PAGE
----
(Photo by Charlotte Lake / Alamy)

Lobsters

If ocean waters increase more than five degrees, baby lobsters may not be able to survive, according to research by the University of Maine Darling Marine Center and Bigelow Laboratory for Ocean Sciences, the Guardian reported. 

The United Nations’ Intergovernmental Panel on Climate Change has said that the Gulf of Maine will reach that temperature by 2100. In other words, Maine’s lobsters could go from a more than $330 million business to extinct in 84 years. 

(Photo via Getty Images)

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“The intent is to try to suppress a message—in this case, the increasing danger of human-caused climate change,” Michael Mann, a leading climate scientist at Pennsylvania State University, told the outlet.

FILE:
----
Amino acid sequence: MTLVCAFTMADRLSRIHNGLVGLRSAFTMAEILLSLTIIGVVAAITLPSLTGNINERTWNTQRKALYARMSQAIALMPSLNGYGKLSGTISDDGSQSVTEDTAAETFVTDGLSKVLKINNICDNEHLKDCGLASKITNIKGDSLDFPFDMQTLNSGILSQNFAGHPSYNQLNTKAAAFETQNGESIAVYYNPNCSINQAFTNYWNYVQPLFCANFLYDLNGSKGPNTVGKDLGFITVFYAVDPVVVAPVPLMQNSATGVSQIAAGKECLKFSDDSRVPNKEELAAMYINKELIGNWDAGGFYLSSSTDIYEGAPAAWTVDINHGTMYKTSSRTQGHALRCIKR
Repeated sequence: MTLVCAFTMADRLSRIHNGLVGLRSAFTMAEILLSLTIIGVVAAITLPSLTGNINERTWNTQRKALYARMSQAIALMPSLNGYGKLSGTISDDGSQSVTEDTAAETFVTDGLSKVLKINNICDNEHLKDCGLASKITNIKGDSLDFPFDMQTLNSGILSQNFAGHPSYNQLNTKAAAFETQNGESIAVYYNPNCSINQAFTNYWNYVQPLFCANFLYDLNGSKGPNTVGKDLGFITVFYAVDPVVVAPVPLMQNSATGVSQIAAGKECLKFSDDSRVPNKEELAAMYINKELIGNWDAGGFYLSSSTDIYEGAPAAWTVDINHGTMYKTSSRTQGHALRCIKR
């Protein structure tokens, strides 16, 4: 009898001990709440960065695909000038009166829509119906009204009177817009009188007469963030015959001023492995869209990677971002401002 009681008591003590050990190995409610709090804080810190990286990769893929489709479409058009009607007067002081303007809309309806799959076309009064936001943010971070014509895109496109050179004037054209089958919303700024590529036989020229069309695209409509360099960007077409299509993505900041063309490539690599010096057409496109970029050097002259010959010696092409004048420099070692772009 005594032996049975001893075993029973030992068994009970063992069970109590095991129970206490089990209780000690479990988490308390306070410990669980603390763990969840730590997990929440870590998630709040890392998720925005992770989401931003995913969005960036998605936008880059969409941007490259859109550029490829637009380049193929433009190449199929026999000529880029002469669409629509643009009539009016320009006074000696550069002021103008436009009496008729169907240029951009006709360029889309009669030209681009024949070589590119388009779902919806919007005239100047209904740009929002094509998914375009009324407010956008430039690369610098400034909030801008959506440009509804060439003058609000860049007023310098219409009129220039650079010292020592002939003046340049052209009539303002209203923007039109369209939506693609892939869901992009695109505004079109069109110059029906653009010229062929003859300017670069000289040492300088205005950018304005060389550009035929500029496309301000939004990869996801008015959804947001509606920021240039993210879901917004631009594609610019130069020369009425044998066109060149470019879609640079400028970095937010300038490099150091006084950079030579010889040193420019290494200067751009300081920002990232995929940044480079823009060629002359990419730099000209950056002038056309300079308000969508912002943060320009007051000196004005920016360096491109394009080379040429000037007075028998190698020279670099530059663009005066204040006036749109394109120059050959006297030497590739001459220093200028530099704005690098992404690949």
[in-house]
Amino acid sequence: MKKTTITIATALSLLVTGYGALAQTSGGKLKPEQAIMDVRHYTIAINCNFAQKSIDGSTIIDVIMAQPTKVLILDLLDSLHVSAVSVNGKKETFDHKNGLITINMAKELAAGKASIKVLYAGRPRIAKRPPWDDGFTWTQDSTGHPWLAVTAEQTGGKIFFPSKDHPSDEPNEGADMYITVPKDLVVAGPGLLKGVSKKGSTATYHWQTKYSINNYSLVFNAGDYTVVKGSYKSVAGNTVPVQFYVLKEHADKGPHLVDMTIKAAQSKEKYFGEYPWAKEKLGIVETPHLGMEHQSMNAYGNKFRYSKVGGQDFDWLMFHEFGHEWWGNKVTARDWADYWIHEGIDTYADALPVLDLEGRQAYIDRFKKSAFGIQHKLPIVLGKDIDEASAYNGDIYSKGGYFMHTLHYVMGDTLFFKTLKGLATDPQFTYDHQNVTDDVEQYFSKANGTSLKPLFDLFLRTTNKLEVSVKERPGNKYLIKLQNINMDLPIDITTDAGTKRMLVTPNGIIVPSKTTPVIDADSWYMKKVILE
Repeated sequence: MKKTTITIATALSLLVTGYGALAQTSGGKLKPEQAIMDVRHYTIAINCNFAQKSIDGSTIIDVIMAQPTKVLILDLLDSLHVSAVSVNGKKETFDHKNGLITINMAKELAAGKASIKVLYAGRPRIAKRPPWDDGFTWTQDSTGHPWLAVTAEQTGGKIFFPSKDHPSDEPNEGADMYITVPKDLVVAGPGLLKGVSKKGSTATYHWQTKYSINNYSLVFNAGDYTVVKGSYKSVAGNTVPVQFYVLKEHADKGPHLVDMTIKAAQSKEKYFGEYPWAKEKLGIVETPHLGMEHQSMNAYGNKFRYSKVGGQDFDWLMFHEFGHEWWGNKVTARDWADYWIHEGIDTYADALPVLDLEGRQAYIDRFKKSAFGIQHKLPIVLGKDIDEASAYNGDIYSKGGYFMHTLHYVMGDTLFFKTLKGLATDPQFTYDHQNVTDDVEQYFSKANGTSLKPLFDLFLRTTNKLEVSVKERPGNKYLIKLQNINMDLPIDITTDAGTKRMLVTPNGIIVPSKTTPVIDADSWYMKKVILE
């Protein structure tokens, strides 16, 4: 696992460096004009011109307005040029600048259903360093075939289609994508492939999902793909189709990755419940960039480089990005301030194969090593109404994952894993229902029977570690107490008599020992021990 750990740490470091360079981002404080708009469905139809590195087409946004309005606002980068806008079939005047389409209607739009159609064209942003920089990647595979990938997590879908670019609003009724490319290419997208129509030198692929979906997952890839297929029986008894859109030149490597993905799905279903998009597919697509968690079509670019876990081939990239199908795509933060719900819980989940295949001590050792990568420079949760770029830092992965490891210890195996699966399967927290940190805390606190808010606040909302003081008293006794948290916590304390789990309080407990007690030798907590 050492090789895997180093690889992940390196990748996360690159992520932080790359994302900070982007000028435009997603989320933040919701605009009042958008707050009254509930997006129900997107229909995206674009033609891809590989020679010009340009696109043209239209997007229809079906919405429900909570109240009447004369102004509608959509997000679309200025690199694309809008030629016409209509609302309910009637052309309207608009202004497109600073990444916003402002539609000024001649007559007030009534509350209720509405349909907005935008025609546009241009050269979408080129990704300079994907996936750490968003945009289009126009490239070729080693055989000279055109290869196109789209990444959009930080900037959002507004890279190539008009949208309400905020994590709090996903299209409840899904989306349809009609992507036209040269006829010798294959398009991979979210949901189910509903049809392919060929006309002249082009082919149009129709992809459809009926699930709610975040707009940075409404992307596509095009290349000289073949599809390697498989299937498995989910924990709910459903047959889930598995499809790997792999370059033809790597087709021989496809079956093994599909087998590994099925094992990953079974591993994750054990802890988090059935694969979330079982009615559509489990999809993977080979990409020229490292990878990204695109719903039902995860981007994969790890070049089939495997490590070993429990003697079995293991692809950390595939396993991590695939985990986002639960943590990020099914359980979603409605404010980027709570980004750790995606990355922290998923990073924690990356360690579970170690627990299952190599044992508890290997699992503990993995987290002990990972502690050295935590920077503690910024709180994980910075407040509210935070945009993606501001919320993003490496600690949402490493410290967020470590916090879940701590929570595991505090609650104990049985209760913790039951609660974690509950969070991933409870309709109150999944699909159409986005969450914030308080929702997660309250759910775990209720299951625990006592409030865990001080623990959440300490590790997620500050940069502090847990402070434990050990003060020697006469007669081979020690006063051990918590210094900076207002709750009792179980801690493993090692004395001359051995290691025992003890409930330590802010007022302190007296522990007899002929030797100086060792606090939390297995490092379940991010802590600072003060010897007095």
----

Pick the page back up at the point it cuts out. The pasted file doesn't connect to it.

Agriculture secretary Sonny Perdue has in the past denied climate change. In a 2014 article he wrote that “snowstorms, hurricanes, and tornadoes have been around since the beginning of time, but now they want us to accept that all of it is the result of climate change.”

A spokesman for the department denied to Politico that climate science reports had been suppressed.

“Research continues on these subjects and we promote the research once researchers are ready to announce the findings, after going through the appropriate reviews and clearances,” a spokesperson told Politico.

President Trump has also expressed doubts about the reality of climate change, and his administration has moved to stifle federal government reports on the impact of climate change.

In May the administration acted to prevent the National Climate Assessment — which is produced by 13 federal government agencies – from describing worst-case scenarios on the consequences of climate change in its reports. 

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Article source: https://www.aol.com/article/news/2019/06/24/the-trump-administration-has-reportedly-buried-reports-warning-that-climate-change-will-harm-crops-and-cause-health-problems/23755549/